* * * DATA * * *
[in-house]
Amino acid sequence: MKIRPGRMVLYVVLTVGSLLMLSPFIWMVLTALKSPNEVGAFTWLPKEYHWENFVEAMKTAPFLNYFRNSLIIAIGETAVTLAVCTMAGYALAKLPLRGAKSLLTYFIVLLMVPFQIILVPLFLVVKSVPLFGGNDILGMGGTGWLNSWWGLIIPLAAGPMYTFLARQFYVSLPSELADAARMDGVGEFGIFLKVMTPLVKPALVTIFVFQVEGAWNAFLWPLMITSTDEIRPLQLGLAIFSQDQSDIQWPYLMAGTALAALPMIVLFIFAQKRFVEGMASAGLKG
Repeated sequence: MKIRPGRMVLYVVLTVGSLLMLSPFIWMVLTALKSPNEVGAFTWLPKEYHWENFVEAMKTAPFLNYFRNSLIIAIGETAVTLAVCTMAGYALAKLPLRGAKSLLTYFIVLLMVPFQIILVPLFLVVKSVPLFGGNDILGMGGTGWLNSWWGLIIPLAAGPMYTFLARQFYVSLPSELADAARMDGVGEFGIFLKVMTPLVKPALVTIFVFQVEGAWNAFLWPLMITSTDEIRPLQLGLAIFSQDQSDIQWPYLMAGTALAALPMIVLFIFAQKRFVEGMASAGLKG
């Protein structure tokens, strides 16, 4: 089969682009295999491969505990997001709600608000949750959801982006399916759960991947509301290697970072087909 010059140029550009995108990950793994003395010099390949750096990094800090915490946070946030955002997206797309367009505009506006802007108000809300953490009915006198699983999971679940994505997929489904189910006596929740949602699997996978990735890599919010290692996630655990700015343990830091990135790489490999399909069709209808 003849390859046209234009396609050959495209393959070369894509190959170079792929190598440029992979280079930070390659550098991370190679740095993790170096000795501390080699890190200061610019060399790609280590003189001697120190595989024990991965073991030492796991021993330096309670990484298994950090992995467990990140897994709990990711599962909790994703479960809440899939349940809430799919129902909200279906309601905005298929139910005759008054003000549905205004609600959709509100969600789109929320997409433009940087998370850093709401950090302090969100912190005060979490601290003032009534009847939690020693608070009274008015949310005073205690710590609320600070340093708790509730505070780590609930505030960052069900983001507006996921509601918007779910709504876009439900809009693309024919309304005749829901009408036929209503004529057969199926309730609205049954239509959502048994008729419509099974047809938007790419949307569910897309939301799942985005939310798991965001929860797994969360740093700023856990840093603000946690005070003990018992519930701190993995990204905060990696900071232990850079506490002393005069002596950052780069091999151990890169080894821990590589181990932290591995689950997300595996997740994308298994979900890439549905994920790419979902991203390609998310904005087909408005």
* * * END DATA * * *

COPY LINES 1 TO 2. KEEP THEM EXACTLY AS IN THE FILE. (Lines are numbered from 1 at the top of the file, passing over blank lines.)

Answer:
[in-house]
Amino acid sequence: MKIRPGRMVLYVVLTVGSLLMLSPFIWMVLTALKSPNEVGAFTWLPKEYHWENFVEAMKTAPFLNYFRNSLIIAIGETAVTLAVCTMAGYALAKLPLRGAKSLLTYFIVLLMVPFQIILVPLFLVVKSVPLFGGNDILGMGGTGWLNSWWGLIIPLAAGPMYTFLARQFYVSLPSELADAARMDGVGEFGIFLKVMTPLVKPALVTIFVFQVEGAWNAFLWPLMITSTDEIRPLQLGLAIFSQDQSDIQWPYLMAGTALAALPMIVLFIFAQKRFVEGMASAGLKG